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Yes. I totally used “NaNoWriMo” as a verb.
For the uninitiated, NaNoWriMo is “National Novel Writing Month.” It’s when writers voluntarily torture themselves during the month of November as they attempt to write 50,000 words in thirty days.
Did you know that Like Water for Elephants and The Night Circus both began as NaNoWriMo projects?
Well, now you do. Cool, right? Let me tell you about my very first NaNoWriMo in 2010.
I shall paint you a scene:
· Newer writer with four kids ranging from ages ten to one (read: plenty of distractions)
· 30k into a new manuscript (furthest ever gotten)
· Terrified of finishing book
· Terrified of not finishing book
· Having trouble turning off the internal editor in order to finish said book
My situation wasn’t exactly a textbook recipe for success.
I knew my target word count for the genre was around 80k, so I took my 30k of unfinished manuscript and decided to “unofficially” do NaNoWriMo to get the other 50k. That meant I needed to hammer out 1,667 words per day in order to accomplish my goal.
Not gonna lie—it was hard to turn off that internal editor. Under typical circumstances, I would have stopped and edited the heck out of what I’d written. But this time, I knew that if I stopped, I wouldn’t reach my lofty goal.
So when that internal editor crept up to whisper in my ear like a literary shoulder devil, I mentally smacked it off and gave it the equivalent of, “La, la, la, I can’t hear you!” I had to get those words in.
That NaNoWriMo ended with me having met my goal—I finished my first book!
I’d love to say that I got it fixed up and it went on to become a bestseller. The truth is that the book is still sitting there on my computer—but I gained something incredibly valuable from that experience: I proved to myself that even though it had holes and lots of messy parts, I could write a book from beginning to end. Talk about a rush!
I also knew that since I’d done it once, I could do it again. And I have—five more times.
So can you.
Finish that book, no matter how it looks right now.
Perhaps you haven’t gotten your word count in, and there’s no way you can finish before the end of the month—especially if you celebrate American Thanksgiving and are in charge of feeding people. Here’s what I have to say about that: instead of focusing on what you didn’t do, look at what you did. You have more words than you would have if you hadn’t started.
That’s a win, my friend.
Take those words and add more. While challenges like NaNoWriMo can be lots of fun, most writing happens in increments that add up to a whole book over time.
Here are some tips I discovered that can really help to hush up that internal editor:
Only read a page or two of what you wrote previously before you go back to drafting.
You want enough of the story to refresh your memory, but don’t allow yourself to get distracted by editing. You can fix it later. Personally, I allow myself a few small changes, but I only allow myself to go through those paragraphs/pages once before continuing with the drafting process.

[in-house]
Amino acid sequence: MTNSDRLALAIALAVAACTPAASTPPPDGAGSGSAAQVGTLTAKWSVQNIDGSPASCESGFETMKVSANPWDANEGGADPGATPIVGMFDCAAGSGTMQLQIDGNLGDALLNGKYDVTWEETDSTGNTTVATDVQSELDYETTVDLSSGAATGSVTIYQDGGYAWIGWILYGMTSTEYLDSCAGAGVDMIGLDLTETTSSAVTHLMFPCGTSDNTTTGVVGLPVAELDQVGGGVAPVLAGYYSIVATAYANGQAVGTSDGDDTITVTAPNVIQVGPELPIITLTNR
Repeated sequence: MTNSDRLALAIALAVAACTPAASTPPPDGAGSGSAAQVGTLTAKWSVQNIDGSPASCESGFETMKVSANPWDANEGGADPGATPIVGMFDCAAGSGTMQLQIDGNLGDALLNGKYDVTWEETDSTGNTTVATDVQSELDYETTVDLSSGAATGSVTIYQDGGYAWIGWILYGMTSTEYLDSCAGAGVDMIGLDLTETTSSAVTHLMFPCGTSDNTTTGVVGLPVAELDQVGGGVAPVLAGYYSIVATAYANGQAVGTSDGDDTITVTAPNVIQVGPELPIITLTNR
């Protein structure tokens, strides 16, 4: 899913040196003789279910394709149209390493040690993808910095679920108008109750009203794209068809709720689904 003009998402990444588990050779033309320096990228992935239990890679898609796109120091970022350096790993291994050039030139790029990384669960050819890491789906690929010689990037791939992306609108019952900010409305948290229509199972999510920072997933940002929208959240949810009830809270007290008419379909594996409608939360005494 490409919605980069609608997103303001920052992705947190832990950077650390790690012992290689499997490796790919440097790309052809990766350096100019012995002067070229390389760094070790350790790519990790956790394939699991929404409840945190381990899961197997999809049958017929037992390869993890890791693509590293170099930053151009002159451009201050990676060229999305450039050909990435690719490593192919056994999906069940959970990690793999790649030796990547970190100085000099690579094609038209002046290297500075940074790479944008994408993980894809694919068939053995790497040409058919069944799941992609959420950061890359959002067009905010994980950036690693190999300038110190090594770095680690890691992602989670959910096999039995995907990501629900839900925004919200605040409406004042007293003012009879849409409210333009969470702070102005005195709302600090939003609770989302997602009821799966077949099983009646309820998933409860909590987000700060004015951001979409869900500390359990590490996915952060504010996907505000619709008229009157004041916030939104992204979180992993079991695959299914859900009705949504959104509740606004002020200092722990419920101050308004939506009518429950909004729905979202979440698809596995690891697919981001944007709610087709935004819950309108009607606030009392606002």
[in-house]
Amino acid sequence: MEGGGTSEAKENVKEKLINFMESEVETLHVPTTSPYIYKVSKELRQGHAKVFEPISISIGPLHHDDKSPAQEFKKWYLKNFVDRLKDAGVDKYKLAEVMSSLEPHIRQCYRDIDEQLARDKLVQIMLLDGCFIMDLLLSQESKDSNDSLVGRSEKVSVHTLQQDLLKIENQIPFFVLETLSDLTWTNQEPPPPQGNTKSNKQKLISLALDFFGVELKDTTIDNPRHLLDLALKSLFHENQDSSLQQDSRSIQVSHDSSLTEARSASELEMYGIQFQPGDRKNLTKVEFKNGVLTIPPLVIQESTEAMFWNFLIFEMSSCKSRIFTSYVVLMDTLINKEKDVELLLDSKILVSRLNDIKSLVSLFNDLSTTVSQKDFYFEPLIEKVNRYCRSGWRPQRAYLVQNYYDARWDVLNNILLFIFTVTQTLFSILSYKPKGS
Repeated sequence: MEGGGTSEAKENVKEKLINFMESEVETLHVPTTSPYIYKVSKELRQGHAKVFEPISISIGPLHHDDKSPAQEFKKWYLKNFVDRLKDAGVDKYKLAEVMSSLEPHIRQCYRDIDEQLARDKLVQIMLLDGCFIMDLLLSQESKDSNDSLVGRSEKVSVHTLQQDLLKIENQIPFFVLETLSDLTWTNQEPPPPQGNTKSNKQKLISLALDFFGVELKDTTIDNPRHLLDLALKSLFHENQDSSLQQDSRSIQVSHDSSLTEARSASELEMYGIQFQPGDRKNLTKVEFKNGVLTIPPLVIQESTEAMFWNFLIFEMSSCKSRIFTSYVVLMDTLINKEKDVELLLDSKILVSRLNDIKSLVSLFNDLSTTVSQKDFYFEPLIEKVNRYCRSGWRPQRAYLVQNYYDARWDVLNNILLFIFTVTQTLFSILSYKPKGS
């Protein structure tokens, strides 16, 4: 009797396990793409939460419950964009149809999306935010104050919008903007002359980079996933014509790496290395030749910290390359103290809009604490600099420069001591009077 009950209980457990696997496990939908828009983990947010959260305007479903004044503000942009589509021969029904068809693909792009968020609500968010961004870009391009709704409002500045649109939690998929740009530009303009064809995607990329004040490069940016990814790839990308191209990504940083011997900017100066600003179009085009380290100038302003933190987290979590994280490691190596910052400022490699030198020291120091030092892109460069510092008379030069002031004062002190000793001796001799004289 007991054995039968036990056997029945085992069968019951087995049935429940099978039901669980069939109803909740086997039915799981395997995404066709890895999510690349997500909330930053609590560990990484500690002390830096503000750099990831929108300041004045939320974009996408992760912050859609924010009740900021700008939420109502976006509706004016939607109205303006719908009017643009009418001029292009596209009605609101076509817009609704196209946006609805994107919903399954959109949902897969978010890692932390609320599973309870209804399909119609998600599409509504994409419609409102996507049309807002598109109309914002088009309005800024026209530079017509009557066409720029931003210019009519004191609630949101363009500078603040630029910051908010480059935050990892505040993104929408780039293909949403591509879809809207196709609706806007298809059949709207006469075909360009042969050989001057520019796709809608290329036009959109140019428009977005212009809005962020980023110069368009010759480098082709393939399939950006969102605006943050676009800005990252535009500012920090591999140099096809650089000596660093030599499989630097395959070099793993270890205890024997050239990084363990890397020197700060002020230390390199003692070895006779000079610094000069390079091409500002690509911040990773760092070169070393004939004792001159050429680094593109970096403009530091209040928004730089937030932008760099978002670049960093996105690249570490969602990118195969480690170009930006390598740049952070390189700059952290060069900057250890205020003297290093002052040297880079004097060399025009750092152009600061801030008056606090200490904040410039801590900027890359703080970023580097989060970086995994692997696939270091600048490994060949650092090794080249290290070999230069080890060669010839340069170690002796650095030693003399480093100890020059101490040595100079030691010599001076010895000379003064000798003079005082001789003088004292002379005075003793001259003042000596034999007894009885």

If you can’t think of a name or place, use a placeholder word (like pachyderm) so you don’t get hung up on figuring it out right then and stopping your creative flow. Then later, you can search for “pachyderm” and fix them. (My good friend and fellow Salt & Sage editor Kimberly Vanderhorst first introduced me to this concept many years ago, using penguins, and it’s one of my favorite tools.) You can also do this for scenes. I use placeholders such as “scene about car chase” or “smoochy kissing scene here,” then power on through.
Keep a running edit list.
Often when we’re in the zone of creativity, our brains might think, “Hey! A giant pigeon-rat is just what the park chapter needs!” and before we know it, we’ve gone to add a pigeon-rat to that chapter and lost our forward momentum. There’s nothing wrong with switching to that other chapter, unless we’re constantly getting distracted from moving the story forward. Title and save a document (so you don’t lose it to a computer shutting down when the battery dies—don’t ask how I know), and keep it open as you draft. When you remember that you need to make sure you’ve added enough description to your pigeon-rats, you can jot that down on your edit list to address later. Getting those fiddly bits out of your brain frees it up to keep working on your current scene.
Write what appeals to you that day.
Excited about drafting that fight scene or first kiss? Go ahead—make like House of Pain and jump around. (If you’re now singing “Jump up, jump up, and get down!” give yourself an old-school high-five.)
If you’re stuck on editing a page and you just can’t make that internal editor go to the corner for a time out, try setting a timer and allowing yourself to edit for fifteen minutes or a half hour.
This way you can placate your internal editor a little before you go back to drafting mode. Then they can go back to their corner and glare at you from over their copy of The Chicago Manual of Style.
There you have it! Five tips for hushing up your internal editor so you can finish that book. You can do it! And if you don’t write “the end” by November 30th, keep going until you do! NaNoWriMo is a sprint. Sometimes book writing is a marathon. They all get you to your destination in different ways, and that’s what ultimately matters!
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